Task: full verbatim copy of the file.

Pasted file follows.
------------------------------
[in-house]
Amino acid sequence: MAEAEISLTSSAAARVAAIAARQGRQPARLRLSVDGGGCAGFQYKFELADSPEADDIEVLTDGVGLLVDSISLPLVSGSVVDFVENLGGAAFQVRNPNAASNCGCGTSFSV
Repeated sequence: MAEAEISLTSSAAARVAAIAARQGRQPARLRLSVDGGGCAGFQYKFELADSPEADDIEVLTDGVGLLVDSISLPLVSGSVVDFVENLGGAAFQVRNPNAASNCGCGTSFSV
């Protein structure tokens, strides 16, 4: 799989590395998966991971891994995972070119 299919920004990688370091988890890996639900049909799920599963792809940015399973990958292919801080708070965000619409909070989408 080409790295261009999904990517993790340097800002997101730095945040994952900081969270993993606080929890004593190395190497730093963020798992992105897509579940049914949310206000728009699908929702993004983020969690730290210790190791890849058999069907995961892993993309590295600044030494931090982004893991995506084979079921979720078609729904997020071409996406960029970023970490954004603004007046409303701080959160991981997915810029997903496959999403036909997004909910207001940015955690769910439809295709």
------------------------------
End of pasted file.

[in-house]
Amino acid sequence: MAEAEISLTSSAAARVAAIAARQGRQPARLRLSVDGGGCAGFQYKFELADSPEADDIEVLTDGVGLLVDSISLPLVSGSVVDFVENLGGAAFQVRNPNAASNCGCGTSFSV
Repeated sequence: MAEAEISLTSSAAARVAAIAARQGRQPARLRLSVDGGGCAGFQYKFELADSPEADDIEVLTDGVGLLVDSISLPLVSGSVVDFVENLGGAAFQVRNPNAASNCGCGTSFSV
């Protein structure tokens, strides 16, 4: 799989590395998966991971891994995972070119 299919920004990688370091988890890996639900049909799920599963792809940015399973990958292919801080708070965000619409909070989408 080409790295261009999904990517993790340097800002997101730095945040994952900081969270993993606080929890004593190395190497730093963020798992992105897509579940049914949310206000728009699908929702993004983020969690730290210790190791890849058999069907995961892993993309590295600044030494931090982004893991995506084979079921979720078609729904997020071409996406960029970023970490954004603004007046409303701080959160991981997915810029997903496959999403036909997004909910207001940015955690769910439809295709």